Defines an object that runs Selenium commands.
Element Locators tell Selenium which HTML element a command refers to. The format of a locator is:
We support the following strategies for locating elements:
Select the element with the specified @id attribute. If no match is
found, select the first element whose @name attribute is id.
(This is normally the default; see below.)
Select the element with the specified @id attribute.
Select the first element with the specified @name attribute.
The name may optionally be followed by one or more element-filters, separated from the name by whitespace. If the filterType is not specified, value is assumed.
Find an element by evaluating the specified string. This allows you to traverse the HTML Document Object
Select the link (anchor) element which contains text matching the
link=The link text
Select the element using css selectors. Please refer to CSS2 selectors, CSS3 selectors for more information. You can also check the TestCssLocators test in the selenium test suite for an example of usage, which is included in the downloaded selenium core package.
css=span#firstChild + span
Currently the css selector locator supports all css1, css2 and css3 selectors except namespace in css3, some pseudo classes(:nth-of-type, :nth-last-of-type, :first-of-type, :last-of-type, :only-of-type, :visited, :hover, :active, :focus, :indeterminate) and pseudo elements(::first-line, ::first-letter, ::selection, ::before, ::after).
Without an explicit locator prefix, Selenium uses the following default strategies:
dom, for locators starting with "document."
xpath, for locators starting with "//"
Element filters can be used with a locator to refine a list of candidate elements. They are currently used only in the 'name' element-locator.
Filters look much like locators, ie. </p>
filterType=argument </p> Supported element-filters are:
Matches elements based on their values. This is particularly useful for refining a list of similarly-named toggle-buttons. </p> index=index
Selects a single element based on its position in the list (offset from zero). </p>
Various Pattern syntaxes are available for matching string values:
Match a string against a "glob" (aka "wildmat") pattern. "Glob" is a
kind of limited regular-expression syntax typically used in command-line
shells. In a glob pattern, "*" represents any sequence of characters, and "?"
represents any single character. Glob patterns match against the entire
regular-expressions is available.
Match a string exactly, verbatim, without any of that fancy wildcard
If no pattern prefix is specified, Selenium assumes that it's a "glob" pattern.
Defines a new function for Selenium to locate elements on the page.
For example, if you define the strategy "foo", and someone runs click("foo=blah"), we'll run your function, passing you the string "blah", and click on the element that your function returns, or throw an "Element not found" error if your function returns null.
We'll pass three arguments to your function:
locator: the string the user passed in
inWindow: the currently selected window
inDocument: the currently selected document
The function must return null if the element can't be found.
the name of the strategy to define; this should use only letters [a-zA-Z] with no spaces or other punctuation.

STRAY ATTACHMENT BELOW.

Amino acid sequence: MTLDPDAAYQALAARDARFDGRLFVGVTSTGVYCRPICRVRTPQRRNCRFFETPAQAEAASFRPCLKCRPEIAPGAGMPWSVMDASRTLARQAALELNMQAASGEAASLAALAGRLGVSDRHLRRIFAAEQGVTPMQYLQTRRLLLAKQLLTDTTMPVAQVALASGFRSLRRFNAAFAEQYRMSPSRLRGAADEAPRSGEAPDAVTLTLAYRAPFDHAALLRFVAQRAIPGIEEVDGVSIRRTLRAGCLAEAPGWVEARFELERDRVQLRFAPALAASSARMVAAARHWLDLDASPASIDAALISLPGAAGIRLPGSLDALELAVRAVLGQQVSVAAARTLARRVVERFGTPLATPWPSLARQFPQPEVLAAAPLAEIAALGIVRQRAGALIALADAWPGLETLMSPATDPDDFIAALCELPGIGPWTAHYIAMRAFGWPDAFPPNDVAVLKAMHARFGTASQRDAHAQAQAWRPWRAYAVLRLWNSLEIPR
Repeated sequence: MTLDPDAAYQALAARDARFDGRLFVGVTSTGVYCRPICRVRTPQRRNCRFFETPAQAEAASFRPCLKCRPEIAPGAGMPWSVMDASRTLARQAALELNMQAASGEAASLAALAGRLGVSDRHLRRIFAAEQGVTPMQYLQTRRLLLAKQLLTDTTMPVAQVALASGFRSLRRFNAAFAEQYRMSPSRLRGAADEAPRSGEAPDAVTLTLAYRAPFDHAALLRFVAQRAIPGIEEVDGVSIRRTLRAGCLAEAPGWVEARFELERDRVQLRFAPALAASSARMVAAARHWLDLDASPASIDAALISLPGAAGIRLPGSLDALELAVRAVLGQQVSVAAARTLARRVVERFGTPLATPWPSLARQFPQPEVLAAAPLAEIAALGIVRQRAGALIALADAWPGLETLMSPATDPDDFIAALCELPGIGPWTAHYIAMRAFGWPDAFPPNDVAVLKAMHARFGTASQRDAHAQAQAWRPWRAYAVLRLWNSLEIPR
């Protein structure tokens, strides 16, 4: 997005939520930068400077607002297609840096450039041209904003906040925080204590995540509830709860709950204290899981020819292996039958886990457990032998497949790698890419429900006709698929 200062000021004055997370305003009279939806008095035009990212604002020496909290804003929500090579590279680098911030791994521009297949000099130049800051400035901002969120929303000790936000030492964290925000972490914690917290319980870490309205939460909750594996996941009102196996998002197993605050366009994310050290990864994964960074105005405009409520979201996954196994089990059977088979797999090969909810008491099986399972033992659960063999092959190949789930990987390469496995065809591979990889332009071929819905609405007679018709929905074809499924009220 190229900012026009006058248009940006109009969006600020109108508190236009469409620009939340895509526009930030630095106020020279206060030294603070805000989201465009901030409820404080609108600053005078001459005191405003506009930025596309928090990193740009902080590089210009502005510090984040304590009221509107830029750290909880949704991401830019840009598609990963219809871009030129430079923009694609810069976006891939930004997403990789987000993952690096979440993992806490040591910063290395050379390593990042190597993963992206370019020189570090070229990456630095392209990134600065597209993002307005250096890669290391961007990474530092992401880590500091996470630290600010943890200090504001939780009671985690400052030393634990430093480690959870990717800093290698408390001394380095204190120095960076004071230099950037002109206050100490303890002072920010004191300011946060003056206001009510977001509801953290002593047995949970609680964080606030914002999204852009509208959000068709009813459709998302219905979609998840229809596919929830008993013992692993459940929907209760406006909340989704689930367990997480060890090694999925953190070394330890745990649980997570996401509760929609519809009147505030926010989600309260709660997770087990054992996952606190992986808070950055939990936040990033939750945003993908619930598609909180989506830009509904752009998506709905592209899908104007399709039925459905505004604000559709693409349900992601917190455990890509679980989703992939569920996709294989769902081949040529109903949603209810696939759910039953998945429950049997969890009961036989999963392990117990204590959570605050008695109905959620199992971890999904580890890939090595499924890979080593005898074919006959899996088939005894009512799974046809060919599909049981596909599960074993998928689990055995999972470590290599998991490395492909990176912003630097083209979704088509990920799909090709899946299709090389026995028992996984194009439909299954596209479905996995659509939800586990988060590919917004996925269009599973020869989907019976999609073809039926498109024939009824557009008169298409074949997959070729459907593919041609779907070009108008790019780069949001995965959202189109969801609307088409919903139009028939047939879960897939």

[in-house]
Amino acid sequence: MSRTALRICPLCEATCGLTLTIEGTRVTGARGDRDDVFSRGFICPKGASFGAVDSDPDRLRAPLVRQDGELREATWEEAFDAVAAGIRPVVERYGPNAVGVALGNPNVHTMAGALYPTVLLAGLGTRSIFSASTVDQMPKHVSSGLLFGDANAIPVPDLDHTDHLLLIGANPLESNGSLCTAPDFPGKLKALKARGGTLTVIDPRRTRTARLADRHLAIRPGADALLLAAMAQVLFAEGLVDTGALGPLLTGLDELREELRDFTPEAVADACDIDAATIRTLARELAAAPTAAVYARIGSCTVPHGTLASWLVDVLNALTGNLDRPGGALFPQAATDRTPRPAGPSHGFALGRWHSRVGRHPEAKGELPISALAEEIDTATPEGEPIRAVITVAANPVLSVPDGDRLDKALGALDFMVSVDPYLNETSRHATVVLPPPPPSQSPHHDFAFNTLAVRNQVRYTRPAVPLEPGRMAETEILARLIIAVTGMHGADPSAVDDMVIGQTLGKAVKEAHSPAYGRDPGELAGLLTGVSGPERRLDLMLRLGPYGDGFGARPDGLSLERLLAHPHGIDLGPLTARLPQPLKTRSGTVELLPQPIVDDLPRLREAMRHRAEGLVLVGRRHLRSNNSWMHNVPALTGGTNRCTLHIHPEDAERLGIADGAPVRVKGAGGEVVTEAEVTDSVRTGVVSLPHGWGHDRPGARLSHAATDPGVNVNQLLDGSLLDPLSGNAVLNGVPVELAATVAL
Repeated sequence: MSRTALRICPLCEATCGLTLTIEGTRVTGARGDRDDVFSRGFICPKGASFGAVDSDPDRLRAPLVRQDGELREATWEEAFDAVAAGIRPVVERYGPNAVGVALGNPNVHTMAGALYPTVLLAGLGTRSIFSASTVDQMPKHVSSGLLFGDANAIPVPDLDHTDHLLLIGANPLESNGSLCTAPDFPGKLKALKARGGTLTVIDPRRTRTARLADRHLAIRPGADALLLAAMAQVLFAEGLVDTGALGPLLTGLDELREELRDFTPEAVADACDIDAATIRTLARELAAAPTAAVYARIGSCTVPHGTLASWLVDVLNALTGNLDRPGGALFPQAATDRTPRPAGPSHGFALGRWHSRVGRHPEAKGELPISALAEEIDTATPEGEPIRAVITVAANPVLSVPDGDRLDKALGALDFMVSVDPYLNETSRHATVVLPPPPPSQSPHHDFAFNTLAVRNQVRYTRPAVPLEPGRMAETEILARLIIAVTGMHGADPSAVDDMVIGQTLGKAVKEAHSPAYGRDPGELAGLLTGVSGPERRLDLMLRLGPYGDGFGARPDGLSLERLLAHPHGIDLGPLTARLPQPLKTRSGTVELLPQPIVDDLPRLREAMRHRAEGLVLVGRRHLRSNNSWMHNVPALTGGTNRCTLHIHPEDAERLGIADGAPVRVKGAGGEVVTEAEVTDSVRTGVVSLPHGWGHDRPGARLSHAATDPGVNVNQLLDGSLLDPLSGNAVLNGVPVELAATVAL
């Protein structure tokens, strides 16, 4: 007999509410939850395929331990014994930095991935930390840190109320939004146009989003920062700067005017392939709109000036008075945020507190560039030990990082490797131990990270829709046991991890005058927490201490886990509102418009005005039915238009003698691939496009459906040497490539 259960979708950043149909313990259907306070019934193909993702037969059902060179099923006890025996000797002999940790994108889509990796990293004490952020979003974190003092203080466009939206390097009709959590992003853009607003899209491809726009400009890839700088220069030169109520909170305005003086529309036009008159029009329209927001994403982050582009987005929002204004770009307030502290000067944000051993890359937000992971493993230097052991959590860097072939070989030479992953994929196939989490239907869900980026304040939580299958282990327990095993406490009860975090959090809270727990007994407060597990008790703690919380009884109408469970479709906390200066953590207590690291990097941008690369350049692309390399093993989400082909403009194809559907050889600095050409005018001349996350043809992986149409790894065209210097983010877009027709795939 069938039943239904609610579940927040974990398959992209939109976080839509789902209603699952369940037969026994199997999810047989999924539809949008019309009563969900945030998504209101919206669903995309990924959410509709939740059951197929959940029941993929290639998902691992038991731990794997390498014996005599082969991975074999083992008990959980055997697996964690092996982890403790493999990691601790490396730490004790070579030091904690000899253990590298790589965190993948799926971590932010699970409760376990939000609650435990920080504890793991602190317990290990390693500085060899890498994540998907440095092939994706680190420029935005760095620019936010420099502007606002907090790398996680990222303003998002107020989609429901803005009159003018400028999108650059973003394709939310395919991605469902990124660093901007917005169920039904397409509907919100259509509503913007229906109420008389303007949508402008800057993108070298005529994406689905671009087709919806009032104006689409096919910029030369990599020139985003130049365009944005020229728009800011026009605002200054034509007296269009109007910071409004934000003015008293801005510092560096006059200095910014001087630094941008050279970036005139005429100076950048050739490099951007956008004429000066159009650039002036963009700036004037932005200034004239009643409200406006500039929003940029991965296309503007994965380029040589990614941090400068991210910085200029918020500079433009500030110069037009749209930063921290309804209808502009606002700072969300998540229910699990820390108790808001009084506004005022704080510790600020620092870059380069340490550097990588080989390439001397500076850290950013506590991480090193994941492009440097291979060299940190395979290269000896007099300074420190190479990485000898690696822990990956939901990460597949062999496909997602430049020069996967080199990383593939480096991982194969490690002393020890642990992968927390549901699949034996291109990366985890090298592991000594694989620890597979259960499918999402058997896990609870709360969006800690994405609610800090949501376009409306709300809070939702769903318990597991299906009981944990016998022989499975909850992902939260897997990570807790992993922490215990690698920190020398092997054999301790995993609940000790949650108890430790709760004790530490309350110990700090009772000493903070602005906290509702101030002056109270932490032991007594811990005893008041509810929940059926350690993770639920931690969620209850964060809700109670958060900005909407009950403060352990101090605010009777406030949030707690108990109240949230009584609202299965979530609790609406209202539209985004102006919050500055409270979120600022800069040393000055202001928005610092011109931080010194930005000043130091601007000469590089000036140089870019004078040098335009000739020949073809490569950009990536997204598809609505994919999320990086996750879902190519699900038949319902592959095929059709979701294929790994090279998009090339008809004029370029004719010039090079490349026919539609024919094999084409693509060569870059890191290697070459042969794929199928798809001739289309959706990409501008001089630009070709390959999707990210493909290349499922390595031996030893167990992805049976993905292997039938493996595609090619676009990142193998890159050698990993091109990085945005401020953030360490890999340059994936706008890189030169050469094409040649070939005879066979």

Using the pure-JS xpath library can improve the consistency of xpath element locators between different browser vendors, but the pure-JS version is much slower than the native implementations.
boolean, true means we'll prefer to use native XPath; false means we'll only use JS XPath
By default, Selenium's overridden window.confirm() function will
return true, as if the user had manually clicked OK; after running this command, the next call to confirm() will return false, as if the user had clicked Cancel. Selenium will then resume using the default behavior for future confirmations, automatically returning true (OK) unless/until you explicitly call this command for each confirmation.
Undo the effect of calling chooseCancelOnNextConfirmation. Note
that Selenium's overridden window.confirm() function will normally automatically return true, as if the user had manually clicked OK, so you shouldn't need to use this command unless for some reason you need to change your mind prior to the next confirmation. After any confirmation, Selenium will resume using the default behavior for future confirmations, automatically returning true (OK) unless/until you explicitly call chooseCancelOnNextConfirmation for each confirmation.
Create a new cookie whose path and domain are same with those of current page under test, unless you specified a path for this cookie explicitly.
name and value of the cookie in a format "name=value"
options for the cookie. Currently supported options include 'path' and 'max_age'. the optionsString's format is "path=/path/, max_age=60". The order of options are irrelevant, the unit of the value of 'max_age' is second.
Getting an alert has the same effect as manually clicking OK. If an alert is generated but you do not get/verify it, the next Selenium action will fail.
By default, the confirm function will return true, having the same effect as manually clicking OK. This can be changed by prior execution of the chooseCancelOnNextConfirmation command. If an confirmation is generated but you do not get/verify it, the next Selenium action will fail.
Retrieves the text cursor position in the given input element or textarea; beware, this may not work perfectly on all browsers.
This method will fail if the specified element isn't an input element or textarea, or there is no cursor in the element.
Return: the numerical position of the cursor in the field
an element locator pointing to an input element or textarea
Successful handling of the prompt requires prior execution of the answerOnNextPrompt command. If a prompt is generated but you do not get/verify it, the next Selenium action will fail.
Gets the text of an element. This works for any element that contains text. This command uses either the textContent (Mozilla-like browsers) or the innerText (IE-like browsers) of the element, which is the rendered text shown to the user.
Determine whether current/locator identify the frame containing this running code.
This is useful in proxy injection mode, where this code runs in every browser frame and window, and sometimes the selenium server needs to identify the "current" frame. In this case, when the test calls selectFrame, this routine is called for each frame to figure out which one has been selected. The selected frame will return true, while all others will return false.